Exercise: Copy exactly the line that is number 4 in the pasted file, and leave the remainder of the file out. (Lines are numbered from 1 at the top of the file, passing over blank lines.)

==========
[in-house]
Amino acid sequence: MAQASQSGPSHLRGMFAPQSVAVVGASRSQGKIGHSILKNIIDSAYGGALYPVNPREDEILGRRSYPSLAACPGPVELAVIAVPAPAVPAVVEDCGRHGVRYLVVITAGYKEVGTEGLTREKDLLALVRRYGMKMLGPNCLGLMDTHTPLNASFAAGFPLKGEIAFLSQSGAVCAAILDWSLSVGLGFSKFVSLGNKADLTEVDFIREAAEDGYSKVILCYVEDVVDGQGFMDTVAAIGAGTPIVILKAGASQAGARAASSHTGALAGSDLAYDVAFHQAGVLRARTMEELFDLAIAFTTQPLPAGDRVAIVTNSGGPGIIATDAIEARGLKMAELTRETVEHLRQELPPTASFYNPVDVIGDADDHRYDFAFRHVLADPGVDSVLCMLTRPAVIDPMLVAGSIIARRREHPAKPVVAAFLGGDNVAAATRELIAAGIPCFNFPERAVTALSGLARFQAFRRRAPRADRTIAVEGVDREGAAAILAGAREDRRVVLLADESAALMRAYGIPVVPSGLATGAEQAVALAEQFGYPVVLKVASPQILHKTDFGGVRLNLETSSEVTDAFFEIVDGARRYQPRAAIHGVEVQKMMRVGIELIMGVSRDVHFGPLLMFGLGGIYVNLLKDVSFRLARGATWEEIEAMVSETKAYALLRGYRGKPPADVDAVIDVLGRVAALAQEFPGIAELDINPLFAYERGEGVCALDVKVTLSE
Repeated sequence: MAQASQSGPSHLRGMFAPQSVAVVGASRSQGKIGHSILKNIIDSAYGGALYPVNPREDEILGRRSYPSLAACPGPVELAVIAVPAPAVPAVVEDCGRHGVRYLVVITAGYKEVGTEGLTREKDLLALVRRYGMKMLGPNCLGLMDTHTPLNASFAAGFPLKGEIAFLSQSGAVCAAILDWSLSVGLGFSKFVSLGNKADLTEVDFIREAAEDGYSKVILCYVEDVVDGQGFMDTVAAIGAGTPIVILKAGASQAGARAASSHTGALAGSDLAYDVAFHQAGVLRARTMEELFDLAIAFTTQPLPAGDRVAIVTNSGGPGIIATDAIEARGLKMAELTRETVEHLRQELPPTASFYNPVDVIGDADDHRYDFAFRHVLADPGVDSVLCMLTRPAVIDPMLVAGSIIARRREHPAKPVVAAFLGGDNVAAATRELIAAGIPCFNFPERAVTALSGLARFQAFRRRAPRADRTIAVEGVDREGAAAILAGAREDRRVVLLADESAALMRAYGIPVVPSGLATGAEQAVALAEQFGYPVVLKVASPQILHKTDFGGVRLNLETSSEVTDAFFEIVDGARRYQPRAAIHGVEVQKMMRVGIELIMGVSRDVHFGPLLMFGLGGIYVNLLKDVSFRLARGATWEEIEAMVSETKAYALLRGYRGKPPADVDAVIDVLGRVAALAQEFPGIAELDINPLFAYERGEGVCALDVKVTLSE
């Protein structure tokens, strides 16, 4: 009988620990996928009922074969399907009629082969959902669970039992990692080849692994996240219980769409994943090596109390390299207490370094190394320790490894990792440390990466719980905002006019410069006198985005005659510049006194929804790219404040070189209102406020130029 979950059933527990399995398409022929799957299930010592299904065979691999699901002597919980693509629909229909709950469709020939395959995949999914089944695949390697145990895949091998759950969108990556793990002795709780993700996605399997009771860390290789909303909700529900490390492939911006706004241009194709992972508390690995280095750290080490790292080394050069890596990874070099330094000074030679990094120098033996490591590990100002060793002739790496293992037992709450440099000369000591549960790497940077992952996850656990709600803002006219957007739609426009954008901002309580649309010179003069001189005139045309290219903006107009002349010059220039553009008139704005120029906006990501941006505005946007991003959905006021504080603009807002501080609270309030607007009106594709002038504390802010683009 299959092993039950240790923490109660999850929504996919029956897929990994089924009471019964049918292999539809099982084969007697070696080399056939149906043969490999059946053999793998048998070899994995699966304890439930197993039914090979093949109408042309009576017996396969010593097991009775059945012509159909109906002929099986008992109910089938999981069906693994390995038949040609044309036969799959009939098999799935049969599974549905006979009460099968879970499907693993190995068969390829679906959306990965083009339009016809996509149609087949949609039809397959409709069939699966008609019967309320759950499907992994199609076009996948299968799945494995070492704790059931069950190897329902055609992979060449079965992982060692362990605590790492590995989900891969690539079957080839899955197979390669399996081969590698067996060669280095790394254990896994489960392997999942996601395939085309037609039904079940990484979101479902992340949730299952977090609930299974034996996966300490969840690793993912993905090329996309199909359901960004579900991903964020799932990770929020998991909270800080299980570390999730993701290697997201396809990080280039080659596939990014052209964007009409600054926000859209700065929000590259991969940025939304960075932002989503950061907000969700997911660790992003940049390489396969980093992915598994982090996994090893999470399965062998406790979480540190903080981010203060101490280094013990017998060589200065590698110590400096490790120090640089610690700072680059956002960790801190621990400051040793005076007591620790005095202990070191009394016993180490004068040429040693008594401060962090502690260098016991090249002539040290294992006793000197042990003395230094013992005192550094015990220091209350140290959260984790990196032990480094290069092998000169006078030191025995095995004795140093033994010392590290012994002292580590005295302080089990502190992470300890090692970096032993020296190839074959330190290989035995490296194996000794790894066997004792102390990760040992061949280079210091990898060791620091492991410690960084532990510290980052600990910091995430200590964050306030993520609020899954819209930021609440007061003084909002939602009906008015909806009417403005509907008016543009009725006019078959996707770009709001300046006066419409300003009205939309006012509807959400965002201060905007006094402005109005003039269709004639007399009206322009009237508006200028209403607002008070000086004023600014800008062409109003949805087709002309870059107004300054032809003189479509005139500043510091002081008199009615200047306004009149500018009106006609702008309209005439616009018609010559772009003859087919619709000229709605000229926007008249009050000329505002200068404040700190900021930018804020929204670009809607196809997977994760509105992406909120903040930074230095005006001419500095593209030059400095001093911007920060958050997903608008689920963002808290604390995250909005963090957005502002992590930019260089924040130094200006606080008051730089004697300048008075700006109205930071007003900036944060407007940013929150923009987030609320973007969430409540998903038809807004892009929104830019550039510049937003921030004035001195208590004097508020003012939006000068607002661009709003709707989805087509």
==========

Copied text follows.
């Protein structure tokens, strides 16, 4: 009988620990996928009922074969399907009629082969959902669970039992990692080849692994996240219980769409994943090596109390390299207490370094190394320790490894990792440390990466719980905002006019410069006198985005005659510049006194929804790219404040070189209102406020130029 979950059933527990399995398409022929799957299930010592299904065979691999699901002597919980693509629909229909709950469709020939395959995949999914089944695949390697145990895949091998759950969108990556793990002795709780993700996605399997009771860390290789909303909700529900490390492939911006706004241009194709992972508390690995280095750290080490790292080394050069890596990874070099330094000074030679990094120098033996490591590990100002060793002739790496293992037992709450440099000369000591549960790497940077992952996850656990709600803002006219957007739609426009954008901002309580649309010179003069001189005139045309290219903006107009002349010059220039553009008139704005120029906006990501941006505005946007991003959905006021504080603009807002501080609270309030607007009106594709002038504390802010683009 299959092993039950240790923490109660999850929504996919029956897929990994089924009471019964049918292999539809099982084969007697070696080399056939149906043969490999059946053999793998048998070899994995699966304890439930197993039914090979093949109408042309009576017996396969010593097991009775059945012509159909109906002929099986008992109910089938999981069906693994390995038949040609044309036969799959009939098999799935049969599974549905006979009460099968879970499907693993190995068969390829679906959306990965083009339009016809996509149609087949949609039809397959409709069939699966008609019967309320759950499907992994199609076009996948299968799945494995070492704790059931069950190897329902055609992979060449079965992982060692362990605590790492590995989900891969690539079957080839899955197979390669399996081969590698067996060669280095790394254990896994489960392997999942996601395939085309037609039904079940990484979101479902992340949730299952977090609930299974034996996966300490969840690793993912993905090329996309199909359901960004579900991903964020799932990770929020998991909270800080299980570390999730993701290697997201396809990080280039080659596939990014052209964007009409600054926000859209700065929000590259991969940025939304960075932002989503950061907000969700997911660790992003940049390489396969980093992915598994982090996994090893999470399965062998406790979480540190903080981010203060101490280094013990017998060589200065590698110590400096490790120090640089610690700072680059956002960790801190621990400051040793005076007591620790005095202990070191009394016993180490004068040429040693008594401060962090502690260098016991090249002539040290294992006793000197042990003395230094013992005192550094015990220091209350140290959260984790990196032990480094290069092998000169006078030191025995095995004795140093033994010392590290012994002292580590005295302080089990502190992470300890090692970096032993020296190839074959330190290989035995490296194996000794790894066997004792102390990760040992061949280079210091990898060791620091492991410690960084532990510290980052600990910091995430200590964050306030993520609020899954819209930021609440007061003084909002939602009906008015909806009417403005509907008016543009009725006019078959996707770009709001300046006066419409300003009205939309006012509807959400965002201060905007006094402005109005003039269709004639007399009206322009009237508006200028209403607002008070000086004023600014800008062409109003949805087709002309870059107004300054032809003189479509005139500043510091002081008199009615200047306004009149500018009106006609702008309209005439616009018609010559772009003859087919619709000229709605000229926007008249009050000329505002200068404040700190900021930018804020929204670009809607196809997977994760509105992406909120903040930074230095005006001419500095593209030059400095001093911007920060958050997903608008689920963002808290604390995250909005963090957005502002992590930019260089924040130094200006606080008051730089004697300048008075700006109205930071007003900036944060407007940013929150923009987030609320973007969430409540998903038809807004892009929104830019550039510049937003921030004035001195208590004097508020003012939006000068607002661009709003709707989805087509």